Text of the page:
Nora and Stephen are engaged, but she’s putting off the wedding until after her experiment is complete. Not to worry, though. The experiment will be complete soon. Why go through all the red tape of clinical tests when you can experiment on yourself, at home, at night, with just a few pieces of laboratory equipment and your friend Arline Cole (Hillary Brooke) to help?

And that’s just what Nora plans to do, except that she hits a wrinkle on her way home. While backing out of her garage, she knocks down a young woman named Jane Karaski (Ruth Ford). As a bystander notes, Jane is “squiffed” (i.e., very drunk), so Nora offers to drive her home. Before she can engage the clutch, however, a weaselly little ambulance chaser named J.W. Rinse (George Chandler) shoves his card into Jane’s hand and promises he can get her a big settlement, even though she doesn’t appear to be injured. Jane lives in a crummy little place with a Murphy bed above a spot called Joe’s Bar and Grill. While putting Jane to bed, Nora learns that Jane is from Mississippi, and has no friends in the big city or family back home.

Nora heads back to her large, tastefully appointed apartment overlooking the city. Stephen drops in for what he hopes will be a tryst, but before too long, Arline shows up, shoos him away, and it’s time for some science with a capital S.

As Nora is drifting to sleep on the couch after dosing herself with her own experimental anesthetic, she says, “Oh, nothing will go wrong. I’m sure I’ve worked this thing out perfectly. Nothing can go wrong. I’ll just go to sleep for a little while. Just go to sleep. For a little while. Just…”

And guess what? Something goes wrong. As soon as Nora’s passed out, Arline starts a chemical reaction that starts a fire right next to Nora on the couch, then dumps the flaming concoction on Nora’s face.

While Nora is recovering in the hospital, Arline tricks the doctor into keeping Stephen away from her, which leads her to believe that he has abandoned her because of her ruined face. Meanwhile, Arline starts putting her hooks into Stephen. It becomes clear that she destroyed Nora’s face not because of any professional jealousy, but because she had designs on Nora’s man.

Eventually, Nora returns home, wearing a veil and sporting some pretty convincing burn make-up. One night, Jane, the girl Nora hit with her car, shows up with a little automatic, apparently egged on by Rinse’s promises of a big settlement that has yet to materialize. She wants money, and she wants it now. The two women struggle for the gun, and Jane is knocked off of Nora’s balcony and falls to her face-decimating death on the sidewalk below. The stolen ring on Jane’s finger leads people to believe it’s Nora’s corpse. Meanwhile, Nora takes advantage of the confusion to slip away to Los Angeles under the name “Jane Karaski,” where she undergoes a very long course of plastic surgery at the Los Angeles Medical Center.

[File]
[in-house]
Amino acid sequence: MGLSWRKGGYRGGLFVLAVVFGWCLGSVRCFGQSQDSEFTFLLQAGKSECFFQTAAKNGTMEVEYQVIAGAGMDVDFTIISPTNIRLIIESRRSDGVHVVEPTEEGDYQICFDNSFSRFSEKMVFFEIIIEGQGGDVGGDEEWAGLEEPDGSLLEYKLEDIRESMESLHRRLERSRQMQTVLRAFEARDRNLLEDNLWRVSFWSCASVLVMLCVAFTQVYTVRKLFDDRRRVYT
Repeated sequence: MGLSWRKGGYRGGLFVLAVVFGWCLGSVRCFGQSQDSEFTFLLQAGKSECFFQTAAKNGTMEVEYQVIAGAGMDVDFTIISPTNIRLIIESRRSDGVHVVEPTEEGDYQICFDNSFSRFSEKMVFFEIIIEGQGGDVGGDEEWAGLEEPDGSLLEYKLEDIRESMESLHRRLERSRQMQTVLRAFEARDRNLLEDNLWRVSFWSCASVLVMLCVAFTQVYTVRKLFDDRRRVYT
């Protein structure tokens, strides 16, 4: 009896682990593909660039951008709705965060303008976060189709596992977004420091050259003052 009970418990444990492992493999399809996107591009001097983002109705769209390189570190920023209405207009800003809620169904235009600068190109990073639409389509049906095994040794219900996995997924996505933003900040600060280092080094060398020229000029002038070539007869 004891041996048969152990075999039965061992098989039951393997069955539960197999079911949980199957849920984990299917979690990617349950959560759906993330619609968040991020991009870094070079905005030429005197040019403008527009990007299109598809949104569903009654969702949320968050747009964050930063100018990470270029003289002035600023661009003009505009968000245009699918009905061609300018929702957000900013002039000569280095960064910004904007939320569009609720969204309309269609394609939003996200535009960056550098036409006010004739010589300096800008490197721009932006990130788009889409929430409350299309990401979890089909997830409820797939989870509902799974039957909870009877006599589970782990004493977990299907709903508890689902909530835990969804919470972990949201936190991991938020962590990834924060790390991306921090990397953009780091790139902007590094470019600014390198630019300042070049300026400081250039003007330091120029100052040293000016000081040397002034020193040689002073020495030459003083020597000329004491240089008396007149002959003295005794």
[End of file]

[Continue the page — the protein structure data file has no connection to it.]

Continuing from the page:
While reading the latest copy of “Chemical Views” in the hospital, Nora learns that Dr. and Mrs. Lindstrom have just bought a house in White Plains. Realizing Arline’s deception, she begs to leave, but is told it will be another three months before her face is fully restored. (She’s already been there about a year.) Her doctor tells her he can tell she never looked the way she does now, and not to think that changing one’s face can change one’s life. This scene is really weird, because once the bandages come off we learn that she gave her doctor pictures of Jane Karaski, and now supposedly looks exactly like the woman she accidentally killed. However, Nora looks exactly the same as she did before, only with black hair.

Apparently the characters in the film are seeing something very different from the viewers in the audience, because once Nora returns to New York and insinuates herself into the lives of Stephen and Arline under the guise of a new laboratory technician named “Jane Karaski,” neither of them recognizes her. I guess we’re just supposed to take it on faith that Nora’s surgery has left her looking like a dead ringer for Ruth Ford, even though she still looks exactly like Brenda Marshall with a black dye job.

If you can accept all the wackiness, there’s plenty to entertain in Strange Impersonation. The final interrogation scene in the police station, for instance, is a classic of feverish noir subjectivity, with all the characters in the film appearing in superimposition to accuse and admonish Nora as she shakes her head from left to right, screaming for them to stop.

Not to worry, though! The film has a happy ending. Just not for the audience.